Are you one of those women who says, upon receiving a wardrobe compliment: “Oh, this? I got this for $14.98 at Marshall’s.” Me too. I recently read Overdressed by Elizabeth L. Cline, though, and it’s really got me thinking. I knew that we get low prices because our clothing is made overseas where labor rates are lower.
Cline says “we presume whoever offers us the lowest price is being fair and we give them our business.” Yet cheap clothing we demand has really derailed American business, and resulted in less style and poorer quality. Are we really fashionable, when “global chains are trying to take the risk out of fashion by selling the same carefully orchestrated trends, making our store-bought looks feel homogenous and generic”? I’m an advocate of home sewing, but of course I don’t make all of my clothing. The topstitching and fitting required for jeans, for instance, seems like too much work. I do, however, want quality. How long will it take the $8.00 garment from WalMart shown to the right to sprout holes or loose threads in the side seams and under the arms?
I can see poor quality on the racks and particularly on young women. The fabric is thin and tight in the wrong places. Here’s what Cline says about that: “A half century of competition based on low price has forced the fashion industry to cut corners on quality, construction, and detail, leaving most of us wearing painfully simple designs that are crudely slapped together.”
Cline turned to vintage clothing and repairing her own clothing — more on that later!
Posted in fabric, fashion, sewing, vintage | Tagged Amazon.com, cheap fashion, Overdressed, overseas garment manufactururing, Rachel L. Cline, U.S. industry, WalMart | 2 Comments »
Sometimes you pay for someone to show you all the techniques you know would work, if only you took the time to experiment. This weekend, I Jan Bones, Canadian garment instructor and author of Lingerie Secrets Sewing Patterns, showed us a number of tricks in “Lingerie Finishes for Daywear.” Jan was in the Seattle area for two days for a demonstration day, which I could not attend, and a hands-on day. I attended the Sunday morning hands-on. Lingerie uses knits and lightweight fabrics, and if you’ve noticed fashions, it’s not just for underneath anymore! I learned how to construct, reinforce and reinforce a variety of treatments. I have been experimenting with making my own underthings – I’m tired of fabric that ravels and holes that erupt in side seams. So I’ve had some experience with stretching elastic to fit, which were a few of the techniques that Jan had us produce samples for. Nevertheless I learned some new tricks at this Seattle ASG-sponsored event.
My favorite techniques:
- Use picot edge elastic for various treatments, including encased elastic. Why use picot edge when you are going to completely cover it up? Jan says that it produces a smoother edge in which the elastic “feathers” at the edge so you don’t even feel it. I agree; it’s a comfortable finish.
- Serge edges, then tack them down with a narrow zig-zag stitch so that no edges are felt on the inside. This is great for nightwear. She shared a light green fleece jacket in which she used contrasting turquoise thread for the zig-zag on the outside of the garment — and it looked very snazzy.
- Use a test strip butted up to your fashion fabric. It really works to get the snarls out on the test strip and allows you to sew right onto the elastic, then stretch it to fit with fewers errors. I knew this! But didn’t practice it.
- Reinforce gathers on lightweight fabric by stitching thin polyester ribbon over the top. This could be used in the cup area of a camisole — or think about a top with an empire waist. Gathers in the lower part of the top could loosen over time. The ribbon stabilizes the gathers so the gathers don’t pull out.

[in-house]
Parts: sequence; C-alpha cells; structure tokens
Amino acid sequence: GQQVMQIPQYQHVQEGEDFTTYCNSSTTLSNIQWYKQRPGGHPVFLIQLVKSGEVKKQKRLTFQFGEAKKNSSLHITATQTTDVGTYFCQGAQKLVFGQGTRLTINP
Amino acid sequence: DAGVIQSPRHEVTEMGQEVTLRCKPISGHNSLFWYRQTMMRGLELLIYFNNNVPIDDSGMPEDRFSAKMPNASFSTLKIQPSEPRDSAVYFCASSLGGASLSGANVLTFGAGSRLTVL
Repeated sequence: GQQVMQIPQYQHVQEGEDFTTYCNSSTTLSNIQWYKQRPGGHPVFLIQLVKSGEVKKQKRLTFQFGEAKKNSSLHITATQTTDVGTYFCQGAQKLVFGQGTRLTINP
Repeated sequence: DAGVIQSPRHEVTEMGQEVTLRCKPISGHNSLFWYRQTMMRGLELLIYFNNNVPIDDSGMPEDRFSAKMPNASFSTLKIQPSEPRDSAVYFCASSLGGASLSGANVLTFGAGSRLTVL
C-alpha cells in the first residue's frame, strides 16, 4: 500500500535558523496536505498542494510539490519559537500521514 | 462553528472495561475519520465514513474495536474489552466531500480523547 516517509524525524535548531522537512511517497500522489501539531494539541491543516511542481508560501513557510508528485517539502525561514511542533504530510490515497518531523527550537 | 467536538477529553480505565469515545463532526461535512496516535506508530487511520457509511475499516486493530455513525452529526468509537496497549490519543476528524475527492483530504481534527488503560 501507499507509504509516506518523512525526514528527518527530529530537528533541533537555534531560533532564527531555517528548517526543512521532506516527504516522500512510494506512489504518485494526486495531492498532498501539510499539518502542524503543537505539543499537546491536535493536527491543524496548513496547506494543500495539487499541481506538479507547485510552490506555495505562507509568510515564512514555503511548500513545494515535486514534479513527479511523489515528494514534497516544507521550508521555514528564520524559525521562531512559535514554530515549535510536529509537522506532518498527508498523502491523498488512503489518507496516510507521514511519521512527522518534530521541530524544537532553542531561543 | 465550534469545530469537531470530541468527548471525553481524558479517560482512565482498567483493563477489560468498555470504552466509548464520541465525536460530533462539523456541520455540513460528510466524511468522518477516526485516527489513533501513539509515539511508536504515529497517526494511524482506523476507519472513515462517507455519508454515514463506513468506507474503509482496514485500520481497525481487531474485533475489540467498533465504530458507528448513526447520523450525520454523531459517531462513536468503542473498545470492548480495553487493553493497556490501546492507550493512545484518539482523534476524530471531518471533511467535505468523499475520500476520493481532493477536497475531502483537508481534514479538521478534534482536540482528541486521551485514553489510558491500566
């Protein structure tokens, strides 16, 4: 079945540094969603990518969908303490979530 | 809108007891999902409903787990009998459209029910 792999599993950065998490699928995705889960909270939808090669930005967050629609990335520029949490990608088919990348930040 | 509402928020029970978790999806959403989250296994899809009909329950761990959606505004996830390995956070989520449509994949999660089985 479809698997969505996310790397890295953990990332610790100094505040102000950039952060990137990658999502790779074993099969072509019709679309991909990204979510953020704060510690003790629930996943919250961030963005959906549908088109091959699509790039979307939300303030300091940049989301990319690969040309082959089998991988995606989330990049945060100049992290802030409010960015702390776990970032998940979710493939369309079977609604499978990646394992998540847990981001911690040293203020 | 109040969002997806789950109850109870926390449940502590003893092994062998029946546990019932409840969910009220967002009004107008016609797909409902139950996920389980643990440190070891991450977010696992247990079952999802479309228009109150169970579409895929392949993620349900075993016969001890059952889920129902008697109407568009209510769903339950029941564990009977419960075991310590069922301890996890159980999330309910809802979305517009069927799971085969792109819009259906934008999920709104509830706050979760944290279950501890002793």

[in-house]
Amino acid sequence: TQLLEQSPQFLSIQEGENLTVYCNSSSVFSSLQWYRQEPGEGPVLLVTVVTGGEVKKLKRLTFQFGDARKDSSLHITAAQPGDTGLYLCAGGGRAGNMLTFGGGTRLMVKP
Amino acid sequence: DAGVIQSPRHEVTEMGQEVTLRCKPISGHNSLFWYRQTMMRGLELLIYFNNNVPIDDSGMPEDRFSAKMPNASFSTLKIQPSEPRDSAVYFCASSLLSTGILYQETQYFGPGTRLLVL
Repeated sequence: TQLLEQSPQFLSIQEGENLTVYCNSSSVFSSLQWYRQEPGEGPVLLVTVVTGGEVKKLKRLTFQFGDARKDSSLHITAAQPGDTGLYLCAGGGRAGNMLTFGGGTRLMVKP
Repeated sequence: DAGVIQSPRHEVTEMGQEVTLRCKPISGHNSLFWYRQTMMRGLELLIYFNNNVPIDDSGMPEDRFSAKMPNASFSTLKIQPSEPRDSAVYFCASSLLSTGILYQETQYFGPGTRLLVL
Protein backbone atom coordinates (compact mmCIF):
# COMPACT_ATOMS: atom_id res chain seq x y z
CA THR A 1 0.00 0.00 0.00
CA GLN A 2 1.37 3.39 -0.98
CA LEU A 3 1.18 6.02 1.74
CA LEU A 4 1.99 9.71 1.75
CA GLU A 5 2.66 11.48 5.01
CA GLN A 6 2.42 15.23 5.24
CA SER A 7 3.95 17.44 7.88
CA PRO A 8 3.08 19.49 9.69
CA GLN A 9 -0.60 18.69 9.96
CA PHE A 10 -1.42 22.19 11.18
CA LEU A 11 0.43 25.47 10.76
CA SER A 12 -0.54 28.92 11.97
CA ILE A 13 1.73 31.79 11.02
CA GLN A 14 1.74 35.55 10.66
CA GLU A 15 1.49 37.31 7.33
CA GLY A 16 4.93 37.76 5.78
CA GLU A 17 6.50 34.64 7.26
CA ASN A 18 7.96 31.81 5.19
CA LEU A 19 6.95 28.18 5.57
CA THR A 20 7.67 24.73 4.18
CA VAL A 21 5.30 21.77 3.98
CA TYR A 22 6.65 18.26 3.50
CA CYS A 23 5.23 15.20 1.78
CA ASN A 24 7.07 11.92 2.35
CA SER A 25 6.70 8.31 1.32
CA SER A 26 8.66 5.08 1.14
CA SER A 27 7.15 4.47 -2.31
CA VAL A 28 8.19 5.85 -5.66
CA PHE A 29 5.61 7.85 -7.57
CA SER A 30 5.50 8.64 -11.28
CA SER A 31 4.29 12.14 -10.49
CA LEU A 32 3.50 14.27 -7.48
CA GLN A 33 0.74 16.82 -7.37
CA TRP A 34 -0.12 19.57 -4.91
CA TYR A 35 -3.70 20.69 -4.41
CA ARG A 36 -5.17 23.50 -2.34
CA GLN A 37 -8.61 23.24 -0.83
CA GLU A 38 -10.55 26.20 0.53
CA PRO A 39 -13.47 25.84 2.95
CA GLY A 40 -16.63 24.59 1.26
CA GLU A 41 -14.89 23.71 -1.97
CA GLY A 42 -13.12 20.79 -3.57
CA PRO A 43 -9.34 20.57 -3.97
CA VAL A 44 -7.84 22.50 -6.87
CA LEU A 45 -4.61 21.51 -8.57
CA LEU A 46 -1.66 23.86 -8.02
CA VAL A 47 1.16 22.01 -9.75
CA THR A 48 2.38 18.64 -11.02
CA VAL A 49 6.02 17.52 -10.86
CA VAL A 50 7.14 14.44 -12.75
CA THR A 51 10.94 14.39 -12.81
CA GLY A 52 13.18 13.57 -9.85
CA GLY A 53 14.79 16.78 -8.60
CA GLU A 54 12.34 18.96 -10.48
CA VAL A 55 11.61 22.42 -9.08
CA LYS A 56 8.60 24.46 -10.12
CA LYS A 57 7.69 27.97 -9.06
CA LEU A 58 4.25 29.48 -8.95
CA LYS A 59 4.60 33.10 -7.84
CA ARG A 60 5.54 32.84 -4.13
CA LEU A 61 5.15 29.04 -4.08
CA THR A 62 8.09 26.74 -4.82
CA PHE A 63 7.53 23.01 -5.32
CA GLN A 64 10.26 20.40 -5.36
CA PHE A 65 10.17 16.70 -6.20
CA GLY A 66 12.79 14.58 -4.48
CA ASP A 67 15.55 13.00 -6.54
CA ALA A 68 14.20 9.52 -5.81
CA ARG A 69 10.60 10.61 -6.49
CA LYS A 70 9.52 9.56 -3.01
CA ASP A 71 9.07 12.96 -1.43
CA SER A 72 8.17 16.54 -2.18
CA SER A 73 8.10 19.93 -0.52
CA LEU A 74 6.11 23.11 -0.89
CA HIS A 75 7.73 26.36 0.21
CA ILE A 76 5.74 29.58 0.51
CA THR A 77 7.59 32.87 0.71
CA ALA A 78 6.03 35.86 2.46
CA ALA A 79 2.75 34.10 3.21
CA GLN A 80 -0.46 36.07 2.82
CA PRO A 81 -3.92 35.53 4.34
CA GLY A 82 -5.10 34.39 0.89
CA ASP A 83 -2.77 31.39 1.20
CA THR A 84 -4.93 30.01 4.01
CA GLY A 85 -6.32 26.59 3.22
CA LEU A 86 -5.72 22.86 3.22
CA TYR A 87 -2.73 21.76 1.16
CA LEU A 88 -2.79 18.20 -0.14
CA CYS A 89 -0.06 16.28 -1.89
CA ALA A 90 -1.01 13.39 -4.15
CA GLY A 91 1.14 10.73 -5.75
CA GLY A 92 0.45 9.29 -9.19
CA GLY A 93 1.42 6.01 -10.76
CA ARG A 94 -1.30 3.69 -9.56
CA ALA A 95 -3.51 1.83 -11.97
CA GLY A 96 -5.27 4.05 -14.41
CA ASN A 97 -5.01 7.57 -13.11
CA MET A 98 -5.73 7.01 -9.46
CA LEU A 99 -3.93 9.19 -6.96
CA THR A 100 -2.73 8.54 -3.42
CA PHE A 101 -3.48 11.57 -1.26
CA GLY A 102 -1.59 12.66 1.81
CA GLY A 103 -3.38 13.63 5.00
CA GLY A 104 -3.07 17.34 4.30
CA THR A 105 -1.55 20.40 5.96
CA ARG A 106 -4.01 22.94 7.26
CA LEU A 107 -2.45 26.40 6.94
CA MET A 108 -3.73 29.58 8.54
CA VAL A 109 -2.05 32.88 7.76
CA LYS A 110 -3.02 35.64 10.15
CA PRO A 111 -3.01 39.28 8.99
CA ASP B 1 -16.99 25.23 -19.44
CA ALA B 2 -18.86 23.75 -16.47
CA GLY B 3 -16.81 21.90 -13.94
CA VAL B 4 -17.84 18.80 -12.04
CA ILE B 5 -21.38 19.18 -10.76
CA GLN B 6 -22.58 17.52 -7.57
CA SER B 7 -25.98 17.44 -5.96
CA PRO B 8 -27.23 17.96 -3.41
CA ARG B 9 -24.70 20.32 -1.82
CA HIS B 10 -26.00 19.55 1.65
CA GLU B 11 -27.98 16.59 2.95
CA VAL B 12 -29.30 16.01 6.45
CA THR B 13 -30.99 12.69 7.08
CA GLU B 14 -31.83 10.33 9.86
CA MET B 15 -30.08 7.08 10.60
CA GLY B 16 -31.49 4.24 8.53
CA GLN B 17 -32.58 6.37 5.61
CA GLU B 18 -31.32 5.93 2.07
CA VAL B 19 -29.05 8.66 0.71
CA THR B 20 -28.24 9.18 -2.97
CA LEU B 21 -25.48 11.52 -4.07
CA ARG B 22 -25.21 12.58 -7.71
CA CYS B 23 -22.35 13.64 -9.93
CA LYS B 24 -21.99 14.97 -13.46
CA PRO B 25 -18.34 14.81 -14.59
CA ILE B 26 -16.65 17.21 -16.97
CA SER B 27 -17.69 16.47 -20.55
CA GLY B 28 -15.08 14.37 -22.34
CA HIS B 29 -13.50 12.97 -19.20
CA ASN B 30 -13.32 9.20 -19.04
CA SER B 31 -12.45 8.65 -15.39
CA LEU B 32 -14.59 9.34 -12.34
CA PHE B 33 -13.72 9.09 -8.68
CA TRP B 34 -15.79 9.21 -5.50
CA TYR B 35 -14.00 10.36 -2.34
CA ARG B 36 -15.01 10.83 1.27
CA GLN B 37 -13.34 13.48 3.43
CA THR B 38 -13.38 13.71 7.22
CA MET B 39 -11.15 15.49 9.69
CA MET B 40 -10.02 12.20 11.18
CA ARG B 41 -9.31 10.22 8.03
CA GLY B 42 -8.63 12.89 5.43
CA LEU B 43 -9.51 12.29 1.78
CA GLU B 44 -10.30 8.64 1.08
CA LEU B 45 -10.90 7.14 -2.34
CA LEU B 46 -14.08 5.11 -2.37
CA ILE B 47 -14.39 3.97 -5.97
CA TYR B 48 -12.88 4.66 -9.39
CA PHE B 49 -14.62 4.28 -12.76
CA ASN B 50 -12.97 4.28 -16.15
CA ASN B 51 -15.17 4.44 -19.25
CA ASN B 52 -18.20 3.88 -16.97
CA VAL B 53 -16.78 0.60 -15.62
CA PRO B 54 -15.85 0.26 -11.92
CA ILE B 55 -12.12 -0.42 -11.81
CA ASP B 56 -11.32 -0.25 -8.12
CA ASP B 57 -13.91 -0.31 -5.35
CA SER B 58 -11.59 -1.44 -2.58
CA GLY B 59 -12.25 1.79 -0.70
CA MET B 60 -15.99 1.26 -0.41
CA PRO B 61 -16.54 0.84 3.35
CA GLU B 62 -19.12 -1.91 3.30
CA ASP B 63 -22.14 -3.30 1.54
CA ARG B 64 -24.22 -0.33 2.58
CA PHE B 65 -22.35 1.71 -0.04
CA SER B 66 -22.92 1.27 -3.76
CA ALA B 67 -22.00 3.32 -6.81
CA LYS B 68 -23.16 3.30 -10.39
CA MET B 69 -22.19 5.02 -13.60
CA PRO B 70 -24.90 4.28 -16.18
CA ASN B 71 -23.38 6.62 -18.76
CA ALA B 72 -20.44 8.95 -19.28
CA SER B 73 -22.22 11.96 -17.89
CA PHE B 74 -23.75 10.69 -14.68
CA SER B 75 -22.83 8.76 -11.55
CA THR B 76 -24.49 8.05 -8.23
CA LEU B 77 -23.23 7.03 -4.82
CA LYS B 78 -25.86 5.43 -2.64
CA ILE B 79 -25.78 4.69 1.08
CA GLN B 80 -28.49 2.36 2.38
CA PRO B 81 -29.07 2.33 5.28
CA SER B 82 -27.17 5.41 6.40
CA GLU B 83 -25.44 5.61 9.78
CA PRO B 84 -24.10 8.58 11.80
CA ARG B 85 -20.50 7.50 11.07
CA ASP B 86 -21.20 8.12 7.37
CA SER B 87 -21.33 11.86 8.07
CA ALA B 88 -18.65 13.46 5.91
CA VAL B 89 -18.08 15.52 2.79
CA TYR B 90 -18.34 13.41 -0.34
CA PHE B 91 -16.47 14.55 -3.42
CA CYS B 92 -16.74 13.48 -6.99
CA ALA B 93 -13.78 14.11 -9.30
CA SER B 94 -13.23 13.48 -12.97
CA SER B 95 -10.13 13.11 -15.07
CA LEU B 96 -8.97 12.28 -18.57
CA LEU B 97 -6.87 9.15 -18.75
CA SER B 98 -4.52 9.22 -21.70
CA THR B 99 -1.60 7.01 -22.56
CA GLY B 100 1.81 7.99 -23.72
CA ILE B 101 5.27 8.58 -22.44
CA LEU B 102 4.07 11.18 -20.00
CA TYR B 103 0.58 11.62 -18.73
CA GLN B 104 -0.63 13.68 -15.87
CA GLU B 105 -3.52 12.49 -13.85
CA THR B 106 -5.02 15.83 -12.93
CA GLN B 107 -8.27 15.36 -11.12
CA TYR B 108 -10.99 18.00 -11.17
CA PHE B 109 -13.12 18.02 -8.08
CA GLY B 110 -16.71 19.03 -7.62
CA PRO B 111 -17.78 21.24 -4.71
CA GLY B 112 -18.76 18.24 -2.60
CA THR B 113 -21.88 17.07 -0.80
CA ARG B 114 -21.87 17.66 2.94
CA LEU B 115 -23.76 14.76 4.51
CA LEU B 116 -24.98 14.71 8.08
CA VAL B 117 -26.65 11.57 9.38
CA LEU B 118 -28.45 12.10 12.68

Overall, this session was a great class length, and Jan Bones is a pleasant person with lots to share, and I’m sure her students to the north love her. I went home with a number of helpful samples and one of Jan’s printed guides — and I whipped out a pair of undies right then. I have more experimenting to do, but it was an inspiring day.
Posted in American Sewing Guild, color, fabric, fashion, garments, Jan Bones Lingerie Secrets, sewing | Tagged American Sewing Guild, ASG.org, Canada, elastic, Jan Bones, Lingerie Secrets, lingerie sewing, Seattle chapter, seattleasg.org | 2 Comments »
Ah, the time for reliable outdoor living is almost here and these are my favorites in laminated cotton from PacificFabrics.com. They’ve got colorful owls and ducks and chickies and florals. Which are your favorite patterns and what have you made from laminated cotton?
I test-ran some snack bags from interfaced cotton to achieve the stand-up stiffness the laminated cotton normally creates. And who wouldn’t want to eat goldfish cracker treats from a cool reusable stand-up bag? So orange… and so green. Remember that oilcloth (which is actually plastic) can’t be used with food, but laminated cotton is suitable.
Here’s another snack bag project made with laminated cotton. Note: Your sewing machine really needs a Teflon presser foot for laminated cotton and oilcloth. (An older method is to tape electrical or smooth thick tape to the bottom of a regular presser foot.)
Posted in color, fabric, green, handmade, Pacific Fabrics, reuse, sewing, sewing machines, Stores | Tagged home decor sewing projects, laminated cotton sewing projects, oilcloth, pacific fabrics seattle, sewing machine feet, sewing with oilcloth | Leave a Comment »
Forgive me dear readers, it has been too long since my last confession, er post. Here’s a quickie before I proceed with several planned posts. I’m back!
While vacationing in New Mexico, I discovered COAS Books in Las Cruces. “The largest bookstore in New Mexico,” they say, and stretching more than two storefronts side, it’s large by any standards. It was truly a pleasure and I pointed my daughter in the direction of the kids section and stayed in the sewing and crafts aisle with no remorse. At home, I love to say that I use the library for fiction, and my bookshelves for sewing books. So true!